Whenever you get two people together, there’s the chance of a disagreement. When a disagreement is resolved sensibly, there’s no problem. When it isn’t, and a disagreement (or maybe even personality clash) continues between employees, common sense tells you that production is going to drop and your business is going to pay for the discord.

What can you do to encourage your employees to set their personal stuff aside and stay focused on getting the job done?

Suppose you have two carpenters, or a leadman and a carpenter that are not getting along. You hear bits and pieces of it rattling around the company, but it hasn’t really come to a head yet, you just know there are problems.

Call both parties into a meeting. Sit them down and start the meeting with, “Joe, Bob, I’m aware that the two of you seem to have a problem getting along. It’s disrupting the workflow of this company, and that means it’s costing me money. It’s going to stop as of right now. I’m going to leave you in this room and ask the two of you to resolve any and all issues you might have. You don’t have to agree with each other – maybe you need to agree to disagree. But I need you to be able to get along, without causing discord, if you both want to stay employed. Stay in here until you can get your differences resolved. If you can’t, or if down the road I continue to see problems between you, your future with this company will be coming to an end.” Then you get up and leave.

Every time I’ve seen this method used, it has worked. Many employees don’t realize the impact their disagreement is having on the company. When it’s pointed out to them, the need to take care of their families almost always will override their egos and things will get resolved.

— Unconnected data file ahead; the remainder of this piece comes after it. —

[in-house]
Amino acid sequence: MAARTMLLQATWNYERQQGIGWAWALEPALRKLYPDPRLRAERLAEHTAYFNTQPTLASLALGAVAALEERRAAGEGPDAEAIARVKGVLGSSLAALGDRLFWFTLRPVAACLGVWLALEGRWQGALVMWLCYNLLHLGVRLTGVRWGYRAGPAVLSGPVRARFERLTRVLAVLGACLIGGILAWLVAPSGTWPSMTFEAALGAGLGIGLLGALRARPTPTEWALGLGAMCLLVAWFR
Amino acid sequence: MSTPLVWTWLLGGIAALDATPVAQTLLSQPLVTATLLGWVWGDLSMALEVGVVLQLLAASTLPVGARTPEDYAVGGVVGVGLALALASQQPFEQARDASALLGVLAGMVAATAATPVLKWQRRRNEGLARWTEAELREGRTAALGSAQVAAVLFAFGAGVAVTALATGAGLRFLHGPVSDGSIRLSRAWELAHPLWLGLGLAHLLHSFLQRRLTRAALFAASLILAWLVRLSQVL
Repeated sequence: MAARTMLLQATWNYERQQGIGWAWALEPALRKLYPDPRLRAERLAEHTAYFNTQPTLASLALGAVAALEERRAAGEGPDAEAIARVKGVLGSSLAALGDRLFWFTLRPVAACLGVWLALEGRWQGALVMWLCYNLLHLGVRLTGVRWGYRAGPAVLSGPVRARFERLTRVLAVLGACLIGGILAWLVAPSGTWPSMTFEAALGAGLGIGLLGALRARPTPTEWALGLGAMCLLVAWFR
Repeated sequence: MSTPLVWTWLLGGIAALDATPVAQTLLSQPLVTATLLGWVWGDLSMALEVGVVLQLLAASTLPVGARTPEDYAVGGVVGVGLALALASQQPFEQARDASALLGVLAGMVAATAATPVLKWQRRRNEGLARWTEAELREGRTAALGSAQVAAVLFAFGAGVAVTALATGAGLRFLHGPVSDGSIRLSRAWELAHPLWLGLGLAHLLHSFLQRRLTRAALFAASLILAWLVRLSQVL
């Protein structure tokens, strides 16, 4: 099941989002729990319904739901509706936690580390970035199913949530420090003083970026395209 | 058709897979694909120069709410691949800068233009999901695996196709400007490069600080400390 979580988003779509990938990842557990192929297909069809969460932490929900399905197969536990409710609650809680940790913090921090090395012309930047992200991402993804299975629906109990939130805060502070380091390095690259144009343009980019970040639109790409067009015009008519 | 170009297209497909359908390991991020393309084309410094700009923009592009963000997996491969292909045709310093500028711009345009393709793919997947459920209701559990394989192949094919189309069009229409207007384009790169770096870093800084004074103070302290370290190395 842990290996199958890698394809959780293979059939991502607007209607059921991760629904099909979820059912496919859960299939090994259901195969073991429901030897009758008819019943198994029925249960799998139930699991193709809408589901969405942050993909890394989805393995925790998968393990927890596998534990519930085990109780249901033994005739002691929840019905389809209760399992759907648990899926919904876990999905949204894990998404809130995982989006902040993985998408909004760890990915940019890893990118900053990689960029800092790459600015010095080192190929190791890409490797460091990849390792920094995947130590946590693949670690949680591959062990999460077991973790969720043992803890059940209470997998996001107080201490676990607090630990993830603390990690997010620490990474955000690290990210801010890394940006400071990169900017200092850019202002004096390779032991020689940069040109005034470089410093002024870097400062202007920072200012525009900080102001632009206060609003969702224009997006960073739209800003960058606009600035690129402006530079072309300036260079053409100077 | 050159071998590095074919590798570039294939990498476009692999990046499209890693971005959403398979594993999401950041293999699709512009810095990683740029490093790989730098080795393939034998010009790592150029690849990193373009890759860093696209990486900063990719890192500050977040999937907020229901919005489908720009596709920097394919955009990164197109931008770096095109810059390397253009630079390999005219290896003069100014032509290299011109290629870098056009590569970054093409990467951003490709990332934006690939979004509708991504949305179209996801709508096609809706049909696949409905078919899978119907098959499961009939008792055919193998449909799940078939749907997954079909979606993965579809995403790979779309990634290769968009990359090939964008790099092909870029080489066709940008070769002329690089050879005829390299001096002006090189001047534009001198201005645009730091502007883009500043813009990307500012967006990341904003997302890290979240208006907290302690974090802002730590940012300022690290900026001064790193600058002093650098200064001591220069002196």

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February 9, 2013 2:58 am

Mike/Mitch I agree with both with a one one one scenario in the feild, but what about in the office? Background is I have 15-20 out and now 6 in, bookkeeper is the eldest and gradually becoming impossible to deal with, work Is beyond great, reports are top notch, but, she has, due to family medical issues, has become not a nice person. And has isolated herself to the point no one wants to speak with her. We have gin the one on one route and it worked for a short time but new staff come to me within a… Read more »

Mitch Stanley
Mitch Stanley
November 22, 2012 5:06 pm

I’ve used this method on several occasions and it usually works. If it doesn’t, then either one or both of the individuals involved is not a good fit for our company.


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